I have an increasing number of users (including myself) who receive SOME (but not all) emails from the outside, and the body of the message is blank. Sometimes changing the view to plain text allows you to see the message, but sometimes not. In looking at GWIA, I noticed another issue (which is probably unrelated), I see that 90% of what is on the GWIA screen are emails to invalid recipients, but the names are domain names with @ourname.org added to the end, ie "email@example.com". There's a huge volume of these, and I have not found anything on the internet about any kind of email storm thing going on. I have done maintenance from the primary domain down, no changes. We use Netmail for spam filter, trying to get their support to look at it and tell me why both things are happening. Has anyone seen this, either the blank email body or the odd addresses on GWIA? I had the senders send me mail to another GroupWise system that is also 8.0.3, all agents the same version, and they came in fine. I really think it's not GroupWise but I don't know where to go other than Netmail.
I'm not sure why your mail is arriving blank, but as for your other issue, you are probably being subjected to a targeted attack. Try blocking the IP addresses that this attack is originating from. This can be done on the GWIA under Access Control, Blacklists.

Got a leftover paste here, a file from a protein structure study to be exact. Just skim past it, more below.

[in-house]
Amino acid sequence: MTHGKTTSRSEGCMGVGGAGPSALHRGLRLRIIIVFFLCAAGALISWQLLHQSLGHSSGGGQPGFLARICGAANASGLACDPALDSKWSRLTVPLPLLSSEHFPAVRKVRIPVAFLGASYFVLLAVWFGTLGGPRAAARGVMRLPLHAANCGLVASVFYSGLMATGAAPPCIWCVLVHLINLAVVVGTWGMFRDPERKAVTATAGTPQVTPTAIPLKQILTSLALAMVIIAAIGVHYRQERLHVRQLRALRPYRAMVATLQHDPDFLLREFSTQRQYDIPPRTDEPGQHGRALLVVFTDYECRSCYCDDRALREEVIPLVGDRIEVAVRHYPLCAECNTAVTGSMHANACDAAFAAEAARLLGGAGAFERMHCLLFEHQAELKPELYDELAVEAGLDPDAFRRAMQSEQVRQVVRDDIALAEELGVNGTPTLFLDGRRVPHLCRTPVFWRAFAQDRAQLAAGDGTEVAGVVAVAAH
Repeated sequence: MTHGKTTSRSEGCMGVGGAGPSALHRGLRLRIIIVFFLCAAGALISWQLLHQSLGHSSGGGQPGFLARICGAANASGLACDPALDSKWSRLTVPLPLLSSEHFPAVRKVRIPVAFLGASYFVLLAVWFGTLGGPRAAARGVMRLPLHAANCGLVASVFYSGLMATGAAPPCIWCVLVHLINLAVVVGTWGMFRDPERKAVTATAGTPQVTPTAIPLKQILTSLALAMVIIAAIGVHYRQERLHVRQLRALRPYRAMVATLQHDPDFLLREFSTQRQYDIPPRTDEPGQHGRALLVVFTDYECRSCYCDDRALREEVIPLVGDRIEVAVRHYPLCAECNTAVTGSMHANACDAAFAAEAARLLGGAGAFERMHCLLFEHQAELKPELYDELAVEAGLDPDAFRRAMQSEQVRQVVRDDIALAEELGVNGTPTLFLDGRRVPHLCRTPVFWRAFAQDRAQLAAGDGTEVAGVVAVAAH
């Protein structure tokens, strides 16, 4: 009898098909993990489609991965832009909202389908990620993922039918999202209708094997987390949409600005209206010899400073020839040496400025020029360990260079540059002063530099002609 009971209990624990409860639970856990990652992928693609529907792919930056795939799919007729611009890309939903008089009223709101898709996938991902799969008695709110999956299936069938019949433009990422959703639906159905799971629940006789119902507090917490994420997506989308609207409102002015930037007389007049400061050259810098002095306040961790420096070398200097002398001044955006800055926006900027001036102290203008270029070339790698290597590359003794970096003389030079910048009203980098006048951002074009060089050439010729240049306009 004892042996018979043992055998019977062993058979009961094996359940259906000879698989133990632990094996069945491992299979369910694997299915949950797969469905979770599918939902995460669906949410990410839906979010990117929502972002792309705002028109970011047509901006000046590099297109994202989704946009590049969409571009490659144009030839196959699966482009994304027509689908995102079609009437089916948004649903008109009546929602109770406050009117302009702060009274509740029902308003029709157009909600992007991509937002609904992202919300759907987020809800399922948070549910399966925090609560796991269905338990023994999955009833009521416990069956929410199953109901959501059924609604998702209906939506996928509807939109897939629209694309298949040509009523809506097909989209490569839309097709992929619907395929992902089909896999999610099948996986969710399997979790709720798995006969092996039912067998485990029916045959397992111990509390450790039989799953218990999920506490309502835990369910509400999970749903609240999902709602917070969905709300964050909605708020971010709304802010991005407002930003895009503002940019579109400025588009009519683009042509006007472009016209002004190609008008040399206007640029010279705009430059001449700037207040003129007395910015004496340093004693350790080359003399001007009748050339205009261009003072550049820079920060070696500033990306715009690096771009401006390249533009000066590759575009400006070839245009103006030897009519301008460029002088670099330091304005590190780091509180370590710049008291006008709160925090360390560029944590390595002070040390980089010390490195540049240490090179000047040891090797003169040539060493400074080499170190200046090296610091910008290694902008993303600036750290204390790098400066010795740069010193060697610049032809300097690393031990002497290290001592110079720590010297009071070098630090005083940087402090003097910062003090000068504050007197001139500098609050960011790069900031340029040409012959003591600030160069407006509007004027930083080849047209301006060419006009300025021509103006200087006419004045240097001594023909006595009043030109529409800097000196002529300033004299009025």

In article <firstname.lastname@example.org>, Ehammer wrote: > Sometimes changing the view to plain text allows you to see the > message, but sometimes not. Are the senders consistant? I.e. If an external sender sends it once, do you find that many of theirs have the same issue? Take a good look at the message source of a number of them to see if you can see a common denominator about the source of them. Are we looking at html messages that are beyond the rendering abilities GroupWise is using, or are the senders sending blank html. What version of GroupWise 8 are you running?
> I see that 90% of what is on the GWIA > screen are emails to invalid recipients, but the names are domain names > with @ourname.org added to the end, ie "email@example.com". > There's a huge volume of these either a dictionary attack or a denial of service attack. If coming from just one IP or a tight range of them, just block them as Laura posted. The distributed (i.e. Botnets) sorts of attacks require a whole other level of defensive measures and are why so many leave that to cloud filtering (antispam and antivirus) services and then only accept mail from said filtering service.